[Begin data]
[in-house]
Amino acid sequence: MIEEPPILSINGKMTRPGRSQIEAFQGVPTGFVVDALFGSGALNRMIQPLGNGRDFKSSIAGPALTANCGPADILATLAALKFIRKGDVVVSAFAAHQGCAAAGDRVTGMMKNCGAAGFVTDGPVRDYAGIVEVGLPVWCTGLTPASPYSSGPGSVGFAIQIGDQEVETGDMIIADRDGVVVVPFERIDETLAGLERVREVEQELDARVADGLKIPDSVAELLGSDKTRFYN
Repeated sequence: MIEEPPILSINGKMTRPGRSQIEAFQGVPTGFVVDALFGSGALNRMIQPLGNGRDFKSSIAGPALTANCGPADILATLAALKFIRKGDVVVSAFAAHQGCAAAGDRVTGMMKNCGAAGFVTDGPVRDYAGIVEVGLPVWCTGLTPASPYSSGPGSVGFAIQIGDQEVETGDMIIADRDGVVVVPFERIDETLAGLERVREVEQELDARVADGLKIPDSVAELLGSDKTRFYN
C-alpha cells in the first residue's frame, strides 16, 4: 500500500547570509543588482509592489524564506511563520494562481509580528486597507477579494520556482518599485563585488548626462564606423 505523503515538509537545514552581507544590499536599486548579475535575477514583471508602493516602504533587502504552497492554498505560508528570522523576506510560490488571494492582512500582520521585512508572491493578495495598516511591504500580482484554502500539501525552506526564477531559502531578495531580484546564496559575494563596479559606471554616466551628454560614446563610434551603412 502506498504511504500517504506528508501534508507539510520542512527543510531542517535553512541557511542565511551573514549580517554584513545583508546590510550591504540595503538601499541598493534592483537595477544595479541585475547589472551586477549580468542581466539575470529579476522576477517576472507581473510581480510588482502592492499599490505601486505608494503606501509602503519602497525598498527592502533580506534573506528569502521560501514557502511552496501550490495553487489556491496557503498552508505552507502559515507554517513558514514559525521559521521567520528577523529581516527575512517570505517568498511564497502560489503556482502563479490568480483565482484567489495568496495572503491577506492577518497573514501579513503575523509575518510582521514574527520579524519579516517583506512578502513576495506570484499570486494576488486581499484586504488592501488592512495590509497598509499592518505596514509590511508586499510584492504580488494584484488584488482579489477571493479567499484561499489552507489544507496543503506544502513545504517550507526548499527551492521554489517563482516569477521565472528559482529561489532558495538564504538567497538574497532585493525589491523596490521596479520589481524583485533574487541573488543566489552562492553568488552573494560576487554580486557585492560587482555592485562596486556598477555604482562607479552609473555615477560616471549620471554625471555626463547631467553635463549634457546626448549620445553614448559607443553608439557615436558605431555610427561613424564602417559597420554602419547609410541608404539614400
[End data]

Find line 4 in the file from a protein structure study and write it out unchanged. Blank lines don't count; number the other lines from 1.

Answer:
C-alpha cells in the first residue's frame, strides 16, 4: 500500500547570509543588482509592489524564506511563520494562481509580528486597507477579494520556482518599485563585488548626462564606423 505523503515538509537545514552581507544590499536599486548579475535575477514583471508602493516602504533587502504552497492554498505560508528570522523576506510560490488571494492582512500582520521585512508572491493578495495598516511591504500580482484554502500539501525552506526564477531559502531578495531580484546564496559575494563596479559606471554616466551628454560614446563610434551603412 502506498504511504500517504506528508501534508507539510520542512527543510531542517535553512541557511542565511551573514549580517554584513545583508546590510550591504540595503538601499541598493534592483537595477544595479541585475547589472551586477549580468542581466539575470529579476522576477517576472507581473510581480510588482502592492499599490505601486505608494503606501509602503519602497525598498527592502533580506534573506528569502521560501514557502511552496501550490495553487489556491496557503498552508505552507502559515507554517513558514514559525521559521521567520528577523529581516527575512517570505517568498511564497502560489503556482502563479490568480483565482484567489495568496495572503491577506492577518497573514501579513503575523509575518510582521514574527520579524519579516517583506512578502513576495506570484499570486494576488486581499484586504488592501488592512495590509497598509499592518505596514509590511508586499510584492504580488494584484488584488482579489477571493479567499484561499489552507489544507496543503506544502513545504517550507526548499527551492521554489517563482516569477521565472528559482529561489532558495538564504538567497538574497532585493525589491523596490521596479520589481524583485533574487541573488543566489552562492553568488552573494560576487554580486557585492560587482555592485562596486556598477555604482562607479552609473555615477560616471549620471554625471555626463547631467553635463549634457546626448549620445553614448559607443553608439557615436558605431555610427561613424564602417559597420554602419547609410541608404539614400